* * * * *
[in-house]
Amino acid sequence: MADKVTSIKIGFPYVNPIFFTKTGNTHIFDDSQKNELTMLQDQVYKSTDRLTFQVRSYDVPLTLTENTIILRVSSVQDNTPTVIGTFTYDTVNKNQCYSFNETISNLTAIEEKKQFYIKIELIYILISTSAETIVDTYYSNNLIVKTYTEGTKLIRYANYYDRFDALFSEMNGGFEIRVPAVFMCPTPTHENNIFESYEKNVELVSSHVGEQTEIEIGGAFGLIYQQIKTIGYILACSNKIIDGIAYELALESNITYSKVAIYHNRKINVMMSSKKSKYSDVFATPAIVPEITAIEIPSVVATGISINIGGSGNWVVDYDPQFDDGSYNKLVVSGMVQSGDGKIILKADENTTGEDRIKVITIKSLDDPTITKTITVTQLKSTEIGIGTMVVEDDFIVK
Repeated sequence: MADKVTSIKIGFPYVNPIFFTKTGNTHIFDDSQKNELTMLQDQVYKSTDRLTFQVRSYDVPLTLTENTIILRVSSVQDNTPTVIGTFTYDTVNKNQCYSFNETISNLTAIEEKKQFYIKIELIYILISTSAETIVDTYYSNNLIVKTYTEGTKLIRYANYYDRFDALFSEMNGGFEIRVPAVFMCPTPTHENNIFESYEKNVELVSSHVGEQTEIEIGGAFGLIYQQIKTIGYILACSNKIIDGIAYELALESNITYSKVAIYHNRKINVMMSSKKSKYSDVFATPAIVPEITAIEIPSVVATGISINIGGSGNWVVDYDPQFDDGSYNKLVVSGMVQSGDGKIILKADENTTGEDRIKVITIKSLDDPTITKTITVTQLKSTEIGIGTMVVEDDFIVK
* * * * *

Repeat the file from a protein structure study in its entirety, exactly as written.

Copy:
[in-house]
Amino acid sequence: MADKVTSIKIGFPYVNPIFFTKTGNTHIFDDSQKNELTMLQDQVYKSTDRLTFQVRSYDVPLTLTENTIILRVSSVQDNTPTVIGTFTYDTVNKNQCYSFNETISNLTAIEEKKQFYIKIELIYILISTSAETIVDTYYSNNLIVKTYTEGTKLIRYANYYDRFDALFSEMNGGFEIRVPAVFMCPTPTHENNIFESYEKNVELVSSHVGEQTEIEIGGAFGLIYQQIKTIGYILACSNKIIDGIAYELALESNITYSKVAIYHNRKINVMMSSKKSKYSDVFATPAIVPEITAIEIPSVVATGISINIGGSGNWVVDYDPQFDDGSYNKLVVSGMVQSGDGKIILKADENTTGEDRIKVITIKSLDDPTITKTITVTQLKSTEIGIGTMVVEDDFIVK
Repeated sequence: MADKVTSIKIGFPYVNPIFFTKTGNTHIFDDSQKNELTMLQDQVYKSTDRLTFQVRSYDVPLTLTENTIILRVSSVQDNTPTVIGTFTYDTVNKNQCYSFNETISNLTAIEEKKQFYIKIELIYILISTSAETIVDTYYSNNLIVKTYTEGTKLIRYANYYDRFDALFSEMNGGFEIRVPAVFMCPTPTHENNIFESYEKNVELVSSHVGEQTEIEIGGAFGLIYQQIKTIGYILACSNKIIDGIAYELALESNITYSKVAIYHNRKINVMMSSKKSKYSDVFATPAIVPEITAIEIPSVVATGISINIGGSGNWVVDYDPQFDDGSYNKLVVSGMVQSGDGKIILKADENTTGEDRIKVITIKSLDDPTITKTITVTQLKSTEIGIGTMVVEDDFIVK